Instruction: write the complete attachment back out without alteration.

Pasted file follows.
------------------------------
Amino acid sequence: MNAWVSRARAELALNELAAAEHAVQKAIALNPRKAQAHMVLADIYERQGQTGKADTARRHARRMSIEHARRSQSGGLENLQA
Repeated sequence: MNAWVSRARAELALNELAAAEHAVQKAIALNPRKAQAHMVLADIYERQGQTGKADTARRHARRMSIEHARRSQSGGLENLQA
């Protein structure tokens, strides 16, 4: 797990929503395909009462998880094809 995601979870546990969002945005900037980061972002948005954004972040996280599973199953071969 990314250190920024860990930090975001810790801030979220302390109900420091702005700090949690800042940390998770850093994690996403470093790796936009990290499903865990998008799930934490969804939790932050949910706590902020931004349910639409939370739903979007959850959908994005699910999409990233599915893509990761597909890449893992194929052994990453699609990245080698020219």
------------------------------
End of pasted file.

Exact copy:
Amino acid sequence: MNAWVSRARAELALNELAAAEHAVQKAIALNPRKAQAHMVLADIYERQGQTGKADTARRHARRMSIEHARRSQSGGLENLQA
Repeated sequence: MNAWVSRARAELALNELAAAEHAVQKAIALNPRKAQAHMVLADIYERQGQTGKADTARRHARRMSIEHARRSQSGGLENLQA
């Protein structure tokens, strides 16, 4: 797990929503395909009462998880094809 995601979870546990969002945005900037980061972002948005954004972040996280599973199953071969 990314250190920024860990930090975001810790801030979220302390109900420091702005700090949690800042940390998770850093994690996403470093790796936009990290499903865990998008799930934490969804939790932050949910706590902020931004349910639409939370739903979007959850959908994005699910999409990233599915893509990761597909890449893992194929052994990453699609990245080698020219």